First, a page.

Schema Therapy for Children & Adolescents (ST-CA)

Coping Styles

How a given schema manifests itself, basically depends on the coping style of a person.

Textfeld: Sometimes you might feel like you are taking the wrong track, still hoping that the way prepared is the right one. However, it could be beneficial to choose a different way, off the beaten track, in order to accomplish your personal goals. 
Ellipse: Avoidance
Ellipse: Over-compensation
Ellipse: Surrender
Ellipse: Coping Styles
Textfeld: Avoidance: finding ways to escape or block out schemas as a protection. Children using this strategy appear distant, it is hard to get a feeling for them, and they appear as if they were sitting behind a glass wall.
Surrender: giving in to schemas and repeating them over and over. Your perception of the world can be biased by your negative expectations. This strategy leads to a reduction of inner tension based on the notion: „that‘s me“ (ego-syntonic). Nevertheless, the degree of internal suffering usually remains high.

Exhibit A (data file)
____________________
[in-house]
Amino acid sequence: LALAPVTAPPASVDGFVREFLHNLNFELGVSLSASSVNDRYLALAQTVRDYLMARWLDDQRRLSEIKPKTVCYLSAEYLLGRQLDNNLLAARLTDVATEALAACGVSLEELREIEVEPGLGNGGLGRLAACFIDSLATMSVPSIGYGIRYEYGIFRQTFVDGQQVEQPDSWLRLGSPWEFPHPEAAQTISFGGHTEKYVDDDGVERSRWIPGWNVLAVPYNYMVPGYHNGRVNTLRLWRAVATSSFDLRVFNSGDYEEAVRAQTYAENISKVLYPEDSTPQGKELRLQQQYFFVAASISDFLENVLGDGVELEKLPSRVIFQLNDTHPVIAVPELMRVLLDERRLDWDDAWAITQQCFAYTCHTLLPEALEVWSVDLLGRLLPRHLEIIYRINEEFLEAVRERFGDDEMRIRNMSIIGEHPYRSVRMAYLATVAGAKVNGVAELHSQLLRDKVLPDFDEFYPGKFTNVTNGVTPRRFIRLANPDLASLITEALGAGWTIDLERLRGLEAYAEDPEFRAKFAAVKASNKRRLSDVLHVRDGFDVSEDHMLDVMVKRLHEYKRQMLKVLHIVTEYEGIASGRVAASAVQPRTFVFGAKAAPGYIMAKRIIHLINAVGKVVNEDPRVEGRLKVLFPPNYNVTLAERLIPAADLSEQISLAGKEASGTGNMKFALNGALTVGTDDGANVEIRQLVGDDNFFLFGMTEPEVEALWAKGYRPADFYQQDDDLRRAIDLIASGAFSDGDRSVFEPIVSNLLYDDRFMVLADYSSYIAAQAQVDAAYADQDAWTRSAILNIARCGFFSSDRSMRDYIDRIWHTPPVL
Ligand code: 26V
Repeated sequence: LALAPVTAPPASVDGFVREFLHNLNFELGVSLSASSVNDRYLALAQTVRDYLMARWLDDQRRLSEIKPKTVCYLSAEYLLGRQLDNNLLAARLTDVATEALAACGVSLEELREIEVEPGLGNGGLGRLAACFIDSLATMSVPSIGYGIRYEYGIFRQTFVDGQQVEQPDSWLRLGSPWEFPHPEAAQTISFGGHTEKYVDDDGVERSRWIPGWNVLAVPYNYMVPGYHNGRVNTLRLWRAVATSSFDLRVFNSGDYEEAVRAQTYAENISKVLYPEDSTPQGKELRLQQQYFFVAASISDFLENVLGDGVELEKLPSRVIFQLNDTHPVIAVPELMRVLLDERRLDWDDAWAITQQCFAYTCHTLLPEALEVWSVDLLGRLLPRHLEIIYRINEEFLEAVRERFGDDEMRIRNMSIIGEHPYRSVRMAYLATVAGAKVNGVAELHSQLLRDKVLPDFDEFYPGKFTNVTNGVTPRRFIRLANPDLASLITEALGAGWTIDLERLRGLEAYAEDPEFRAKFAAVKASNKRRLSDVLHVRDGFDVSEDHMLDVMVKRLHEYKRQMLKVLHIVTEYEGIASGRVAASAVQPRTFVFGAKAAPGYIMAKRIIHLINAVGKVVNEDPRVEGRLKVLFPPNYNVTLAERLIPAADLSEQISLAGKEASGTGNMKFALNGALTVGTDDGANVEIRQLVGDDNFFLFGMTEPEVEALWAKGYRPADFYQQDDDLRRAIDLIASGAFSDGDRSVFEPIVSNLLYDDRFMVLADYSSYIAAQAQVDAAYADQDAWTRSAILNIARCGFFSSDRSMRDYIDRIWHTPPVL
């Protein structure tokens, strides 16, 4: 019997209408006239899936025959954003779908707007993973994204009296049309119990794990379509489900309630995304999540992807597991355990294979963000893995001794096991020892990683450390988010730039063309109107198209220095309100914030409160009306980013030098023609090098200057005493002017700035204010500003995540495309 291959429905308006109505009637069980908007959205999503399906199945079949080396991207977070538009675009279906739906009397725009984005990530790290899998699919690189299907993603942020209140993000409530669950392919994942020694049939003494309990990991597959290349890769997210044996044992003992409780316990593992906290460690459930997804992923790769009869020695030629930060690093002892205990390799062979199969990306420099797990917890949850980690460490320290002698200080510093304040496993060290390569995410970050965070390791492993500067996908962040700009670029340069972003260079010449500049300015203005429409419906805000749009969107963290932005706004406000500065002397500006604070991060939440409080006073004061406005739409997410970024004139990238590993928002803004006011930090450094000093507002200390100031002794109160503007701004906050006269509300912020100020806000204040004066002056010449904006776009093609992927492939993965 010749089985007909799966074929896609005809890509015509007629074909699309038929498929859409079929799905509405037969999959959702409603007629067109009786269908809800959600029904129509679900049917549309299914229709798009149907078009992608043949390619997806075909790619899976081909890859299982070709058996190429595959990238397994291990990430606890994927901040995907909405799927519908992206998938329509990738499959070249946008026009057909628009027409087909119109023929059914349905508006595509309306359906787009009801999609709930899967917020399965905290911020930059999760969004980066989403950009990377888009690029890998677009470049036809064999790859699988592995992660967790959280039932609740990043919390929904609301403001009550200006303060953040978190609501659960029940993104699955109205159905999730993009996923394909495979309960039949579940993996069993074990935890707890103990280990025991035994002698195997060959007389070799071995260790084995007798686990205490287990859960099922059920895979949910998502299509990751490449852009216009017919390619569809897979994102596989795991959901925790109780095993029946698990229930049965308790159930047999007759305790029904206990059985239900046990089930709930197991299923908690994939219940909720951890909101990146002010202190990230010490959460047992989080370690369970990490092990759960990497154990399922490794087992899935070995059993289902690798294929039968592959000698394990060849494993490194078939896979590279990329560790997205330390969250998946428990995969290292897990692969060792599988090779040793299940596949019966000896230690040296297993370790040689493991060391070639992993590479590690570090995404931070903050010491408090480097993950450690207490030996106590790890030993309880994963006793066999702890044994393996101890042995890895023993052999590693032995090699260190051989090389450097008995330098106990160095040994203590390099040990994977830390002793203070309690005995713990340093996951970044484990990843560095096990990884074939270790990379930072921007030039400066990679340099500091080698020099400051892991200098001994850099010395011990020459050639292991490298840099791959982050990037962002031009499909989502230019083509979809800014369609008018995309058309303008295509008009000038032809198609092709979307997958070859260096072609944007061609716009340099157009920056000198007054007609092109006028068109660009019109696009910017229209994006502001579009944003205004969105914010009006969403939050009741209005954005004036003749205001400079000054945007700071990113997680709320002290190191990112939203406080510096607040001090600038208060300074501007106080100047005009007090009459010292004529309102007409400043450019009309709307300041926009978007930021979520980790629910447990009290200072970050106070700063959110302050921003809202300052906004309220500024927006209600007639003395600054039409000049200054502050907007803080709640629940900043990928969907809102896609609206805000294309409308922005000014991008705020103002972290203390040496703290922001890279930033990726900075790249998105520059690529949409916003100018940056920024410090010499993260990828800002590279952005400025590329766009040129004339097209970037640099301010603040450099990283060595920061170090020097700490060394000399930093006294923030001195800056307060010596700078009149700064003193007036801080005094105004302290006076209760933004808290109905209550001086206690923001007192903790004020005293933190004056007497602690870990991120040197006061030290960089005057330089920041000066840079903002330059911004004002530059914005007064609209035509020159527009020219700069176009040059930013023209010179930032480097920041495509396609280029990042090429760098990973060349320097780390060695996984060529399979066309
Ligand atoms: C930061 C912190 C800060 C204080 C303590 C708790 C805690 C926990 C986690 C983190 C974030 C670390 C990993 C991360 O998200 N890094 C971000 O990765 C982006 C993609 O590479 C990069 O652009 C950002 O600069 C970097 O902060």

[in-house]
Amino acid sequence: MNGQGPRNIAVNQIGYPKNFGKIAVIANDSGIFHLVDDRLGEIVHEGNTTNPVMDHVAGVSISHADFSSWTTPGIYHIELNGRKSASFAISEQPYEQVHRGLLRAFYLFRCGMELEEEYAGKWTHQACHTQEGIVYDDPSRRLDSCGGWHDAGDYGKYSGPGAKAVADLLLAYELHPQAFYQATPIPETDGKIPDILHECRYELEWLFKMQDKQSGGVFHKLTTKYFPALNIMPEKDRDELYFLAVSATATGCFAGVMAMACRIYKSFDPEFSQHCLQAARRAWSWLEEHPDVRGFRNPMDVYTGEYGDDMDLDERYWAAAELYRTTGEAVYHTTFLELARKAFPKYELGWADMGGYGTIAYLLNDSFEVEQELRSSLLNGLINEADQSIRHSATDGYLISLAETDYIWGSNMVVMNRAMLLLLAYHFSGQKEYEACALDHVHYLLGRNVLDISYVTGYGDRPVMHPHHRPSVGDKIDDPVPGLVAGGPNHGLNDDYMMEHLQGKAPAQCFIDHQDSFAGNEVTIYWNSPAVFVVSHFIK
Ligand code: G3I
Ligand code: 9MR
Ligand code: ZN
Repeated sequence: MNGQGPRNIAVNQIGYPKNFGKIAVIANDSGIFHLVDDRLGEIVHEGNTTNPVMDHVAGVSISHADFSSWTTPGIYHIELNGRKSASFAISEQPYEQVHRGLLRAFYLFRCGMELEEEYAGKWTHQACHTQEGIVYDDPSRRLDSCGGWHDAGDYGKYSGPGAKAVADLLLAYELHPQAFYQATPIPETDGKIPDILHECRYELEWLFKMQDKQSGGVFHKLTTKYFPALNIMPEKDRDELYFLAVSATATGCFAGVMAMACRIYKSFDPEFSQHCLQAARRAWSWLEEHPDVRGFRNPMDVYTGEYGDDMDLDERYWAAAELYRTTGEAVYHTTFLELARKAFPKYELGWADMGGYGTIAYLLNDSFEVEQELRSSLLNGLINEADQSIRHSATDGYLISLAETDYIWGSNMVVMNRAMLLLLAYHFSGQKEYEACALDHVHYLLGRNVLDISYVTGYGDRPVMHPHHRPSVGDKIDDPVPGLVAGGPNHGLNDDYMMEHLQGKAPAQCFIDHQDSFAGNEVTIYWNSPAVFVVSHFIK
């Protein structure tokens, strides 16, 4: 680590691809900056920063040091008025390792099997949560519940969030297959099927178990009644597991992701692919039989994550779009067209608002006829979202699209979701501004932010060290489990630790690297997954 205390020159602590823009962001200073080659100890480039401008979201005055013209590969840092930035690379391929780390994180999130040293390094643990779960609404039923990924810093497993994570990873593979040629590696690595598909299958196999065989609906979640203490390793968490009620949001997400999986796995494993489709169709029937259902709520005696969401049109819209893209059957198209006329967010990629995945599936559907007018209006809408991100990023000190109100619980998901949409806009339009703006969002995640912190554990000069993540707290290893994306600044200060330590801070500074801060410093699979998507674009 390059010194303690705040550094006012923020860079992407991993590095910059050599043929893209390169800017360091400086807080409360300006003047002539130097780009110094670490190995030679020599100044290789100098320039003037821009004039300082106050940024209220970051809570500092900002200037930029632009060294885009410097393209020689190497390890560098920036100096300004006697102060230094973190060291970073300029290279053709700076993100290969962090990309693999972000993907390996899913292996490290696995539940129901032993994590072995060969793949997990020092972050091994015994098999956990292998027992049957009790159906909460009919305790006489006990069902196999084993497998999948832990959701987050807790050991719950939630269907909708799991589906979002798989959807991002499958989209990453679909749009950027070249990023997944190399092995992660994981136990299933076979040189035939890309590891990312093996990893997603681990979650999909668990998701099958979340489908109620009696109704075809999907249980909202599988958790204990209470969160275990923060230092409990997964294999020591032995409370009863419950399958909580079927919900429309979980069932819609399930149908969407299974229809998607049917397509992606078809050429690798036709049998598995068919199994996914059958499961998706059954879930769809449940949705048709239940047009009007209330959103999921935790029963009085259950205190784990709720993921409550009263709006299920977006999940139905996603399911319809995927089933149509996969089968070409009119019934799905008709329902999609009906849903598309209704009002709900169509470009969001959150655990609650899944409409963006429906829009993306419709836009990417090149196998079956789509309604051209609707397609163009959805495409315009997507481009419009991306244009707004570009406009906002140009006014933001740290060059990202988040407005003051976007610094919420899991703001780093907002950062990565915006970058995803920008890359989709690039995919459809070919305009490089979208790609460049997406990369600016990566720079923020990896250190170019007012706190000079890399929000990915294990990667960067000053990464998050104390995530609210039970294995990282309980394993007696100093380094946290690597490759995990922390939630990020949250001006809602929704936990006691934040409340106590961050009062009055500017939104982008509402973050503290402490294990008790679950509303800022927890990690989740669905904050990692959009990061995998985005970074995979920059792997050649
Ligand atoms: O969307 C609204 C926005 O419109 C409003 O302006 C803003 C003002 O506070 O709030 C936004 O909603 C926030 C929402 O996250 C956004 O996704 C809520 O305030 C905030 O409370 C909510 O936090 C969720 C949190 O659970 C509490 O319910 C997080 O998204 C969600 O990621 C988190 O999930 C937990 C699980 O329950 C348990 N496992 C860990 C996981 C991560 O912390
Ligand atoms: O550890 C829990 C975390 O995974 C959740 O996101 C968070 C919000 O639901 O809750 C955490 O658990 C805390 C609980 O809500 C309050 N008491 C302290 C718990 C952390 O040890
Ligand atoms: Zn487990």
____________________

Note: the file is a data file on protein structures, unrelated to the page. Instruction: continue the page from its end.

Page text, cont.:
Overcompensation: doing the opposite of what the schemas make you feel. Again, the perception is often biased to enhance one’s self-esteem (self-serving bias; („I knew it before“). Children may appear self-confident and autonomous, while being fragile and easily confused. Usually, the caregivers indicate a higher degree of suffering than the children.

The dominant coping style of children depends on their temper, learning experience and significant role models (e.g. father, mother, sibling, peers, etc.).


Rafaeli E., Bernstein, D.P. , Young, J.E. (2011). Schema Therapy. The CBT Distinctive Features  Series. New York: Routledge.

Textfeld: Homepage created by: C. Loose ©; last update 12.06.2019; Homepage seit 3/2011